Grooming the next generation; sustain competitive advantage through succession planning and an early career development program.
A major part of Aon's succession plan is the development of young talent to effectively contribute in the social exchange process and establish trust-based, business-to-business relationships that will nurture and grow the business. This pipeline of future knowledge workers comes from universities in the communities in which the company operates. Acquiring, retaining, and serving the client base necessitates a relationship-based approach to business development, so the social network and the ability to leverage relationships are required skills for doing business.
Motivation for the Plan
Aon provides risk management services, insurance and reinsurance brokerage, and human capital consulting through its 59,000 employees in more than 500 offices in more than 120 countries. The company grew through acquisitions. In the early 2000s, it integrated its various business segments and streamlined its operations to better deliver the customer value proposition. During this process, management made key observations about the organizational resources, customer base, and success factors necessary for an effective partnership between them. Here's a summary of the observations.
The existence of a generational gap in the workforce: Baby Boomers dominated the senior team, and there was no tangible game plan for when they retired. Also, 45% of the workforce was composed of Baby Boomers.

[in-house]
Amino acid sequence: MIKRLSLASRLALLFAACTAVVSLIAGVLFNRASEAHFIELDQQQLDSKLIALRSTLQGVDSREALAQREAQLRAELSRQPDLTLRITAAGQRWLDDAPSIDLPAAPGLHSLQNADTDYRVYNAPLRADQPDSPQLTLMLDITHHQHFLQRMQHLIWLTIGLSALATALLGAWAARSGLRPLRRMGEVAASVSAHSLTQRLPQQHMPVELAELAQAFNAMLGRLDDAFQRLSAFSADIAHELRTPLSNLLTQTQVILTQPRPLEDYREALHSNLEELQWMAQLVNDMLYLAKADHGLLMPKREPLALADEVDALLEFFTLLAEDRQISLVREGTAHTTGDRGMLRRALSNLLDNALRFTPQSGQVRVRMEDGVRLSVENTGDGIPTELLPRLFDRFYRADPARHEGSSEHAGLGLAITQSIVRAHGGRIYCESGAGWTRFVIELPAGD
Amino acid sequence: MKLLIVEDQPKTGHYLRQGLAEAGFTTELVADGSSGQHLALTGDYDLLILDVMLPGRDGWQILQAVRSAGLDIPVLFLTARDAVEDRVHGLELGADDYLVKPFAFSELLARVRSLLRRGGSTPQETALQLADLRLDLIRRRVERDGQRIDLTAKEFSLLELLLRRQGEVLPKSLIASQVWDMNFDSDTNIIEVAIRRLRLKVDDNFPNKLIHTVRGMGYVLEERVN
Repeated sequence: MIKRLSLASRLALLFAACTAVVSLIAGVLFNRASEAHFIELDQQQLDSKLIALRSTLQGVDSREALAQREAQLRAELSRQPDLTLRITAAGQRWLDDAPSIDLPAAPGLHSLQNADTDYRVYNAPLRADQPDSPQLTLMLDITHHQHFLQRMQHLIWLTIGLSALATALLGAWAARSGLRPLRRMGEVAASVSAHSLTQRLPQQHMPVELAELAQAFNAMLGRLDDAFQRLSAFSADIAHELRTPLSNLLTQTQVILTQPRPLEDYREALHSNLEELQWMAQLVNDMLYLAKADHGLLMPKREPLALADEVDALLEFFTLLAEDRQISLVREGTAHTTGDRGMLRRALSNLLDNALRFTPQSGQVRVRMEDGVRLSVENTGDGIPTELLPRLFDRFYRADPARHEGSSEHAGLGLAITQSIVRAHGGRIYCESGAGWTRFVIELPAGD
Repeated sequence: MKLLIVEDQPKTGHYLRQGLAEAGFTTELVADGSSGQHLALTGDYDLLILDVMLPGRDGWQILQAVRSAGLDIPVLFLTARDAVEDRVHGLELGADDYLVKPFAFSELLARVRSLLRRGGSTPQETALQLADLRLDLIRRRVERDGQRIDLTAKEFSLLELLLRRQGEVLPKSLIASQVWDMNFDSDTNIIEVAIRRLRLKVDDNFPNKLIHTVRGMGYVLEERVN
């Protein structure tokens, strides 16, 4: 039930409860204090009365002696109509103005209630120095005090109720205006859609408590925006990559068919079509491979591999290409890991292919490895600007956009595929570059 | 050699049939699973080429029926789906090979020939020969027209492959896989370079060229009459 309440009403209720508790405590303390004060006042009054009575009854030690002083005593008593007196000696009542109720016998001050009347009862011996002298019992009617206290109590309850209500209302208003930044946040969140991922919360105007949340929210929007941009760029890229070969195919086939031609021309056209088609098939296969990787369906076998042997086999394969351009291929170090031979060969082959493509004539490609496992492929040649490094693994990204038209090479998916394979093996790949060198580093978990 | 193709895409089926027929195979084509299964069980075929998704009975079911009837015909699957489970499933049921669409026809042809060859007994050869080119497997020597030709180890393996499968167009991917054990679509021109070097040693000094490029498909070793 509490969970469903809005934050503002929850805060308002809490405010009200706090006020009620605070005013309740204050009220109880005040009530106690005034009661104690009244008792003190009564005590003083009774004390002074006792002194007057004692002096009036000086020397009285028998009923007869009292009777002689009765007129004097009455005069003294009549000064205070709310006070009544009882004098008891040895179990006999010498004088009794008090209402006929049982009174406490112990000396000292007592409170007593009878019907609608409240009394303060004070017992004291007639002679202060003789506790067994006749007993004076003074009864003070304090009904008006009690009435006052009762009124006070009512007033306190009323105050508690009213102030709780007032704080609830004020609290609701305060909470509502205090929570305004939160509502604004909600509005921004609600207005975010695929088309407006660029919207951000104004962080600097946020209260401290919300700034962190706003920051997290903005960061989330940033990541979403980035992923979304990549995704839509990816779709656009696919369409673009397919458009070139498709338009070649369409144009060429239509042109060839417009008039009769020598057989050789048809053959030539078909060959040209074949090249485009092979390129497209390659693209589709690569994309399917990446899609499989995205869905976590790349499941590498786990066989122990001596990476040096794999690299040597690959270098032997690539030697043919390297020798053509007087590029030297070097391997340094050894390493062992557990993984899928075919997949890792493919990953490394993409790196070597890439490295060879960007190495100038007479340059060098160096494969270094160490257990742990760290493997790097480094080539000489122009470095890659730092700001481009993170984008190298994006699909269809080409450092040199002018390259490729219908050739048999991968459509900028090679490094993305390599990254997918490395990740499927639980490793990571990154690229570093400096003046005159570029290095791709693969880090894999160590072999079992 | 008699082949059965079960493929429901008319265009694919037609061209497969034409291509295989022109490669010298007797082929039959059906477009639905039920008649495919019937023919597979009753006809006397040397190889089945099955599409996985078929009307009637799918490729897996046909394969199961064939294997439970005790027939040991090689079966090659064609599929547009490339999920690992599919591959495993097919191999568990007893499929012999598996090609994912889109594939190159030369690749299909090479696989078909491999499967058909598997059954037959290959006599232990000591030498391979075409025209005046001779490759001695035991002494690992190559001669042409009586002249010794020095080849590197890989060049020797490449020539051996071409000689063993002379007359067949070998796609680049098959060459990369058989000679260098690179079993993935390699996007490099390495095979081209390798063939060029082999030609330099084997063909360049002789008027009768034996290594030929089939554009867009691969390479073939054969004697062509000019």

Growth and related needs: Business growth required additional knowledge workers. Since the business was specialized, recruiting needed to be strategized to guarantee long-term success.
Shift from male to female client contacts: The landscape of risk managers was changing in the United States. More women were entering the field of risk management at the customers' businesses, which resulted, for example, in a shift from clients wanting to do business over a game of golf to clients wanting to do business over a spa outing. Yet Aon's workforce continued to remain predominantly male.
Technological progress in the industry: Technology became all-pervasive, which started influencing how business was done as people were constantly connecting at all hours via mobile devices and social media as well as traditional means. Thus, a technology-savvy generation of knowledge workers became necessary to backfill the human resource pipeline.
Diversity: Aon had become increasingly conscious of the varied ideas and thought processes encompassed in a diverse workforce and made a targeted effort to build such a dynamic team.